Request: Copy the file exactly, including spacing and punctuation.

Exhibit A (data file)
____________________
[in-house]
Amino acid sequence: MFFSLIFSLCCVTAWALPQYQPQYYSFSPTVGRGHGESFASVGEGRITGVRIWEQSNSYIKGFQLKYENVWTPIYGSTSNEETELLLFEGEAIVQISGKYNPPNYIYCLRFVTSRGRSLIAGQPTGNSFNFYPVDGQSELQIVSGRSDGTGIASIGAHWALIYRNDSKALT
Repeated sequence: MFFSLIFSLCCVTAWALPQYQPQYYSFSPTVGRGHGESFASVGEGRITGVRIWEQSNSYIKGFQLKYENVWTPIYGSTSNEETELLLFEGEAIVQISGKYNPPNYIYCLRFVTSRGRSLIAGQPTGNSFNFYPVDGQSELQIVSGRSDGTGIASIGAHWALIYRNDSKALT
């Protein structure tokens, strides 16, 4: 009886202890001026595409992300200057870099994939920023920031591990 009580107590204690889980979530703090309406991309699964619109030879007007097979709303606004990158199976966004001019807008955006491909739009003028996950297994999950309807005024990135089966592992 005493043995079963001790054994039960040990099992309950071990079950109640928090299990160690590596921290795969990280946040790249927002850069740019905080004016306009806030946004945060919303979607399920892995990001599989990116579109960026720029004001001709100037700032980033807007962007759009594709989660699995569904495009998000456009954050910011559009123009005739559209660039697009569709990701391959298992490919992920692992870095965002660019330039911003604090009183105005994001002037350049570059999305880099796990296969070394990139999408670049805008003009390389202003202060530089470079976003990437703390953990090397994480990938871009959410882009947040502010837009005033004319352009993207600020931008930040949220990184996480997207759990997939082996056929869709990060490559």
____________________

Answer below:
[in-house]
Amino acid sequence: MFFSLIFSLCCVTAWALPQYQPQYYSFSPTVGRGHGESFASVGEGRITGVRIWEQSNSYIKGFQLKYENVWTPIYGSTSNEETELLLFEGEAIVQISGKYNPPNYIYCLRFVTSRGRSLIAGQPTGNSFNFYPVDGQSELQIVSGRSDGTGIASIGAHWALIYRNDSKALT
Repeated sequence: MFFSLIFSLCCVTAWALPQYQPQYYSFSPTVGRGHGESFASVGEGRITGVRIWEQSNSYIKGFQLKYENVWTPIYGSTSNEETELLLFEGEAIVQISGKYNPPNYIYCLRFVTSRGRSLIAGQPTGNSFNFYPVDGQSELQIVSGRSDGTGIASIGAHWALIYRNDSKALT
């Protein structure tokens, strides 16, 4: 009886202890001026595409992300200057870099994939920023920031591990 009580107590204690889980979530703090309406991309699964619109030879007007097979709303606004990158199976966004001019807008955006491909739009003028996950297994999950309807005024990135089966592992 005493043995079963001790054994039960040990099992309950071990079950109640928090299990160690590596921290795969990280946040790249927002850069740019905080004016306009806030946004945060919303979607399920892995990001599989990116579109960026720029004001001709100037700032980033807007962007759009594709989660699995569904495009998000456009954050910011559009123009005739559209660039697009569709990701391959298992490919992920692992870095965002660019330039911003604090009183105005994001002037350049570059999305880099796990296969070394990139999408670049805008003009390389202003202060530089470079976003990437703390953990090397994480990938871009959410882009947040502010837009005033004319352009993207600020931008930040949220990184996480997207759990997939082996056929869709990060490559």